Napa County has implemented new COVID-19 testing schedules countywide.
Drive-through testing had previously been available from 10 a.m. until 4 p.m. six days a week at the Napa Valley Expo in downtown Napa. That testing site — a collaboration between the county and the nonprofit disaster response organization CORE in partnership Verily, a healthcare subsidiary of Alphabet — was established in early May.
A new testing schedule went into effect last week, according to the county. Testing in Napa County on Mondays and Tuesdays will now take place via mobile testing units deployed to various cities in the county. Testing is scheduled to take place for four hours each day in American Canyon, Calistoga and St. Helena on a rotating basis. The full schedule can be found on the county’s website.
Testing will no longer be conducted at the Expo site on Mondays and Tuesdays. Testing will no longer be conducted in Napa County at all on Wednesdays, marking a decline in testing days from six to five.
Asked about that decline and the decline in testing hours at mobile units, a county spokesperson said the change in testing could “possibly raise” the number of tests conducted per day, but said the county’s priority in implementing the changes was more so the ability to offer testing “in all communities rather than in just the City of Napa.”
“Napa County is diversifying where we are offering testing, so we may accommodate farmworkers and other residents from remote areas of the county who may have difficulty traveling to the Napa Expo testing site,” Napa County Public Health Officer Karen Relucio said in a written statement in response to questions about the county’s decision to implement the testing schedule changes.
The county is working with the Napa Valley Farmworker Foundation on offering testing at the three farmworker housing centers in Napa County in the coming week, the spokesperson confirmed.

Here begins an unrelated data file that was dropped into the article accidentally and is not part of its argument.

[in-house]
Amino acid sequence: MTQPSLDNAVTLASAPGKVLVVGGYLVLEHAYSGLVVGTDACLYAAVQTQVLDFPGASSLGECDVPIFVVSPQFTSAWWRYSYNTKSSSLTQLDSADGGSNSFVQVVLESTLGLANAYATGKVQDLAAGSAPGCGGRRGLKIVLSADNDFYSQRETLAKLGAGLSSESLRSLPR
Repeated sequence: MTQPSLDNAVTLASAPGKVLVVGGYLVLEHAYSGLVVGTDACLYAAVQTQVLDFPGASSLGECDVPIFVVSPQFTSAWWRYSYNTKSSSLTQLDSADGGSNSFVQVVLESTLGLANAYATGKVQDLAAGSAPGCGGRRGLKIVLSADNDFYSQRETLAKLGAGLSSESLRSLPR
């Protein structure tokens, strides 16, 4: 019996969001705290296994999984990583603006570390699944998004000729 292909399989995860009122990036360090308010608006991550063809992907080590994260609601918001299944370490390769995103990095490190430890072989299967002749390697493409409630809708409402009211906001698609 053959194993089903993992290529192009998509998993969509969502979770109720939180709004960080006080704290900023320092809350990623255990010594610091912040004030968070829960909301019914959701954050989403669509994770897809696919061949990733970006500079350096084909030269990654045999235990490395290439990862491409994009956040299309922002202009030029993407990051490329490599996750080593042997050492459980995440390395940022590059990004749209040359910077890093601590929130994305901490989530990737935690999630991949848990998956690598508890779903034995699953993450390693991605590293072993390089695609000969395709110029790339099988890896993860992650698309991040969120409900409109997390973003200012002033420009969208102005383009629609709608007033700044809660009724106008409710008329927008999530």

The county spokesperson also said the Wednesday break in testing was to accommodate the site’s volunteer base. The county is “losing volunteers as they go back to their regular jobs,” the spokesperson said, adding that the county’s efforts would help sustain staffing levels “for months to come.”
Testing appointments through Project Baseline are available one week in advance. There has been “high demand” for testing appointments, the spokesperson said.
“We encourage residents to check Project Baseline each morning for an appointment,” the spokesperson wrote in an email. “Those with urgent symptoms should contact their primary care provider.”
Drive-through testing is also available at the CVS South Coombs Street location in Napa. Testing slots must be booked in advance through the pharmacy’s website.
A CVS employee confirmed that turnaround time for results from the CVS location was now seven to 10 days — up from two to four days originally — and attributed the delay to increase in demand on Quest Labs, which is running tests for Napa County.
A spokesperson for Quest Labs said the company did not have state or city level information available publicly, but referenced a press release in which the company referenced national upticks in testing levels and subsequent delays in turnaround time.
The county spokesperson said the county had to focus more of its efforts on testing individuals who’d had close contact with confirmed cases, contributing to increased workloads for local labs. Outbreaks in congregate facilities — like San Quentin State Prison, which has more than 1,100 cases among inmates — also increase turnaround times, the county said.
You can reach Sarah Klearman at (707) 256-2213 or firstname.lastname@example.org.
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